Portal pushes e-gov future

The Massachusetts Portal Project Plan

Massachusetts government officials hope their new portal not only will appeal to the public when unveiled this fall, but also will spur agencies to build even more innovative applications and save money.

"I think it will certainly force agencies to look at opportunities to partner with other agencies in the delivery of services," said Bob Nevins, the director of Mass.Gov, which is slated to debut in late October or early November. The commonwealth recently signed a $1 million contract with Titan Systems Corp., a subsidiary of San Diego-based Titan Corp., to help develop the portal.

Planning started a year ago with Accenture, a technology consulting firm, and a 74-member public/private task force, which assessed and developed a strategic road map that led to the creation of Nevins' division, which will oversee coordination of portal implementation.

Like other state government portals, he said the portal would be based on users' intentions rather than structured by agency. He said state agencies now offer a fair amount of online transactions, but lack an organizational manner to deliver them.

The state is developing "shared services" to support common functions used by all agencies so they won't have to start from scratch every time. The shared services are:

* An e-payment module for online credit card payments.

* A security system to ensure privacy and to enable users to sign in only once to use different agency functions.

* A single geographic information system utility so agencies can map and compare data and provide users with an easy format to display information.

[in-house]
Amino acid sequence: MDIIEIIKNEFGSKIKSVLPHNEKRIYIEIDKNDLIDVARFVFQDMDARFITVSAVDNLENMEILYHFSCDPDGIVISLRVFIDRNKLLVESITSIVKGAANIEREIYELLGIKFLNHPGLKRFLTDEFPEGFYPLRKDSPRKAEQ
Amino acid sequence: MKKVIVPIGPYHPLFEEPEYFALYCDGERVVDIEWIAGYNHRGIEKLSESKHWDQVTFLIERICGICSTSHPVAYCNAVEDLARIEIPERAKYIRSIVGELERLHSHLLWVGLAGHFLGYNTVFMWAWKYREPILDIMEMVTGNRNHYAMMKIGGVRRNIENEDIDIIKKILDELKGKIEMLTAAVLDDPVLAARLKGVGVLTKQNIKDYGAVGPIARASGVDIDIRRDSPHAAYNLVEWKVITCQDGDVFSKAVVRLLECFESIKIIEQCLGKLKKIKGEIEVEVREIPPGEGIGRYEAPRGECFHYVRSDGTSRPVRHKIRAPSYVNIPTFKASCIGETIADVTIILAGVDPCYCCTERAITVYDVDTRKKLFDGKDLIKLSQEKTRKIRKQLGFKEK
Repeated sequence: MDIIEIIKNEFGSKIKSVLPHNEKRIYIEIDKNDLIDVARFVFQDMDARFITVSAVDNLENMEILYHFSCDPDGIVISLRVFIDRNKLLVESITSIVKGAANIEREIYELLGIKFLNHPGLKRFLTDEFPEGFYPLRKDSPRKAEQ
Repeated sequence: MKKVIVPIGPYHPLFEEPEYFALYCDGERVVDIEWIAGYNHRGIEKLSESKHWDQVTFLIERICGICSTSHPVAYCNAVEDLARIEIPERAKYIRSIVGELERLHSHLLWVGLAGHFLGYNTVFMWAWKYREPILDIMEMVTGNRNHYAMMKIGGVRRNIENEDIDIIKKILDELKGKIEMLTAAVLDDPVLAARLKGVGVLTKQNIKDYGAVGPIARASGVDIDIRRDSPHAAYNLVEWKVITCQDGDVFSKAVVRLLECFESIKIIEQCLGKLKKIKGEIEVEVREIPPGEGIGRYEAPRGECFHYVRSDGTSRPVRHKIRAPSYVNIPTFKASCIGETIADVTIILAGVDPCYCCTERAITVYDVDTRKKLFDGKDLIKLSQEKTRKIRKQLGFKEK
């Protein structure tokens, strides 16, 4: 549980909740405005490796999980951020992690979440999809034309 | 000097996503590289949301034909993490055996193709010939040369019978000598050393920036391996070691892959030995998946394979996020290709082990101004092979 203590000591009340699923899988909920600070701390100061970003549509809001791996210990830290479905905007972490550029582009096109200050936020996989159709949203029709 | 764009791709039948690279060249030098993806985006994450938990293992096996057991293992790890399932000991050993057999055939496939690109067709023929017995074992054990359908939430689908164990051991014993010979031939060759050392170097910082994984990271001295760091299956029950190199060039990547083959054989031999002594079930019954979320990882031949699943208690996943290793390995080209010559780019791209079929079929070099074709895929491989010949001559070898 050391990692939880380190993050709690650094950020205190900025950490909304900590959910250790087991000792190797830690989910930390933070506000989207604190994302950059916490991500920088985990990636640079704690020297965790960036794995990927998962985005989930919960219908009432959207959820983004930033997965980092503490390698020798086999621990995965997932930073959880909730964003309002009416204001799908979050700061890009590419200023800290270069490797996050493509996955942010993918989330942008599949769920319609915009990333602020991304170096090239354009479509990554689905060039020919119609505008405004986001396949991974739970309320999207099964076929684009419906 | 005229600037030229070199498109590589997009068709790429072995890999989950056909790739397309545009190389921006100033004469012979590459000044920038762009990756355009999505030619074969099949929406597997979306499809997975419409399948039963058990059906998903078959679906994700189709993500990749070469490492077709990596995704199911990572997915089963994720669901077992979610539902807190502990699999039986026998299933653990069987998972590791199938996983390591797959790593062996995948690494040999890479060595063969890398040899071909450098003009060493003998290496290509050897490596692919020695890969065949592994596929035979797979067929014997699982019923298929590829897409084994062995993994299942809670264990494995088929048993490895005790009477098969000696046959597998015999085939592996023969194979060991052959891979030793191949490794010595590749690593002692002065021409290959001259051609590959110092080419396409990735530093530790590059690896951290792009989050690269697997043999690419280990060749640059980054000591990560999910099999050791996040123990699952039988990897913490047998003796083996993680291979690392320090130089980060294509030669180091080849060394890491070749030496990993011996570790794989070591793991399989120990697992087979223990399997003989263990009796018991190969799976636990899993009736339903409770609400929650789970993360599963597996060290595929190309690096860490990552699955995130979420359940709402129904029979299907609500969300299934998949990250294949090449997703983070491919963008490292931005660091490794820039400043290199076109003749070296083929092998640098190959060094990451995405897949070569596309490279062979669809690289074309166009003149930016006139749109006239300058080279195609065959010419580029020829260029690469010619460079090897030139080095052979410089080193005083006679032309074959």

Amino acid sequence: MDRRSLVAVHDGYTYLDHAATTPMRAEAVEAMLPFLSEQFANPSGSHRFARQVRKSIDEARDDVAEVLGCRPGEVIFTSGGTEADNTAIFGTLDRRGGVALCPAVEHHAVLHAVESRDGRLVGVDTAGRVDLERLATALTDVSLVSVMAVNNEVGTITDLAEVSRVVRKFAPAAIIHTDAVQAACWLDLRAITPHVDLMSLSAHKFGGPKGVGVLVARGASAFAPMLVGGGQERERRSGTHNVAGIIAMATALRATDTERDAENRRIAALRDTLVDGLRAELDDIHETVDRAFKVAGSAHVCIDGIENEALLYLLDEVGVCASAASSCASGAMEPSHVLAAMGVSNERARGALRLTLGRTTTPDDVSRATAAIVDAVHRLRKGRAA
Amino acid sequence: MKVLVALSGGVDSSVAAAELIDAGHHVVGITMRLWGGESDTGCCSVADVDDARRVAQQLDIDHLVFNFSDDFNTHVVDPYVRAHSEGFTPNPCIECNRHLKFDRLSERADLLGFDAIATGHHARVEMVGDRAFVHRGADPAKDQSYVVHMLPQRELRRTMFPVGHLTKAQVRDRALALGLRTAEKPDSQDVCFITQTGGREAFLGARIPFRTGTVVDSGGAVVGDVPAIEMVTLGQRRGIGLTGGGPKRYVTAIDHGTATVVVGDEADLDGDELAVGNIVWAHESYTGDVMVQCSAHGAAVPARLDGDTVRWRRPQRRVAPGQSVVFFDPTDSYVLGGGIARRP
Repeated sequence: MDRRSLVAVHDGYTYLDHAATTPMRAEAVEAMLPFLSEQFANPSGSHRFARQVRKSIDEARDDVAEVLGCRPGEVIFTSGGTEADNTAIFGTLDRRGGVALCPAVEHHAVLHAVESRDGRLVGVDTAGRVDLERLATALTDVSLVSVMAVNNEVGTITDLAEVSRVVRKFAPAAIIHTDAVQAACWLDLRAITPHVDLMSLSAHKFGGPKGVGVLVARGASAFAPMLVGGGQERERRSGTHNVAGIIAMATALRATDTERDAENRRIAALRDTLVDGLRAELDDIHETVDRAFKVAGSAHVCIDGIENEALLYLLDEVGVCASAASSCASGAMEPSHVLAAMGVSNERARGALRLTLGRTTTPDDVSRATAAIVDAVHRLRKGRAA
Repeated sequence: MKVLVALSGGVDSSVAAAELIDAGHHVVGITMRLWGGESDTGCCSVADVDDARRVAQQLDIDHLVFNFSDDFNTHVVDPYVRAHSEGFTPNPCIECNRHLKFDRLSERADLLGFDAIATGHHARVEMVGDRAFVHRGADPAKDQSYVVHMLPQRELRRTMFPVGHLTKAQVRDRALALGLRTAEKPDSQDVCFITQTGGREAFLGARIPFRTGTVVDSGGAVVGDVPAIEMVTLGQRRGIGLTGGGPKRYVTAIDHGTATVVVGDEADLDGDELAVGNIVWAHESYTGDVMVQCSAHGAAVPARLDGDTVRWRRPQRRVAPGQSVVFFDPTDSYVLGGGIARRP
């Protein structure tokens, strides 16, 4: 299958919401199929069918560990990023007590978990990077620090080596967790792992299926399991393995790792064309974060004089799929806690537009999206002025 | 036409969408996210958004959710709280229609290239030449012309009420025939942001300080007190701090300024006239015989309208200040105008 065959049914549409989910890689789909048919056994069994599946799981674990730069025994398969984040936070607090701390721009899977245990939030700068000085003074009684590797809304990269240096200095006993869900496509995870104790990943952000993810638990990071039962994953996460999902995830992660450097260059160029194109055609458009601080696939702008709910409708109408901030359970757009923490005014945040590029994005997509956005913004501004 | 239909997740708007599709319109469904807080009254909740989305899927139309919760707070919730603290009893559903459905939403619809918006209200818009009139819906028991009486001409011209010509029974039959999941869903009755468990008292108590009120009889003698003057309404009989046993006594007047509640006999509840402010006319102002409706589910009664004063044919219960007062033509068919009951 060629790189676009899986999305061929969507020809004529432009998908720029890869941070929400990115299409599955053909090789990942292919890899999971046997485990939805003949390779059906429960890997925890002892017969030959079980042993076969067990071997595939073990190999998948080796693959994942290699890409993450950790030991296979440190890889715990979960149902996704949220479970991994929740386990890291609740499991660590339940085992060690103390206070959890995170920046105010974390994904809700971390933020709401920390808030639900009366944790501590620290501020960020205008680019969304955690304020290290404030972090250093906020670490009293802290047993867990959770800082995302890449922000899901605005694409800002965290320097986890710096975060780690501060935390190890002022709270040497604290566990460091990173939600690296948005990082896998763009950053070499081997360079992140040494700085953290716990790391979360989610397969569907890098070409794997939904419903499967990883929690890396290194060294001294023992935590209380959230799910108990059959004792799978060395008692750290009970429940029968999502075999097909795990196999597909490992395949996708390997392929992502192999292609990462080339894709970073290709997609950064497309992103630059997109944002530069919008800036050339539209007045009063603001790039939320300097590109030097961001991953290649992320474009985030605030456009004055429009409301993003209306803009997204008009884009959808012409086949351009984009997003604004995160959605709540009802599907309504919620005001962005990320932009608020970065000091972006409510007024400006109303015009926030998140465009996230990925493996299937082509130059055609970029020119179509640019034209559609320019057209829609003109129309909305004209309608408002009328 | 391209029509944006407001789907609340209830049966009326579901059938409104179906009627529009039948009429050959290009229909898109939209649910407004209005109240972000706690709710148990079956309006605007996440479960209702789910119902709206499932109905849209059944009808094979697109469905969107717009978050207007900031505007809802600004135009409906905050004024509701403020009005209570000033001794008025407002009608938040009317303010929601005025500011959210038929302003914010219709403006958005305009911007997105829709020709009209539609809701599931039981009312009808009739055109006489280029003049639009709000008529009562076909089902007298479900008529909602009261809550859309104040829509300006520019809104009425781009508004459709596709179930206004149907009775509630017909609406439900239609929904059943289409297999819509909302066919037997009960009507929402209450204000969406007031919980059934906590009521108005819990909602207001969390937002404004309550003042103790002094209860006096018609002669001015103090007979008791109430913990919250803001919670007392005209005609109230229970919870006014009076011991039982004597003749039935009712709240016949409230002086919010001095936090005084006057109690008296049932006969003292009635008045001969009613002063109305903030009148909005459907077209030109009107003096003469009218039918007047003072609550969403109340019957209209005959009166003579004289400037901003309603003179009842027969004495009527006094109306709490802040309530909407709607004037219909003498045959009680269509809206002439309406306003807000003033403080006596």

* A coordinated customer relationship management system to handle all inquiries across the state, including a component called "knowledge management," Nevins said. Using the system, for example, a state tax employee fielding a question about registering a car could answer the question instead of transferring that person to the motor vehicle department.

Nevins said the portal would feature several new online applications,such as child support payments via credit card, hunting and fishing licenses,and a teacher certification process, which includes a site to help recruitteachers.

State officials estimate that it will take six years and about $93 million to fully implement the portal. Rather than charging convenience fees or advertising, Massachusetts will use tax dollars to fund portal development. Nevins said the state may consider charging some businesses transaction fees for certain services, but it would not charge convenience fees to residents.

An aggressive marketing campaign is being developed to brand the Mass.Gov site.


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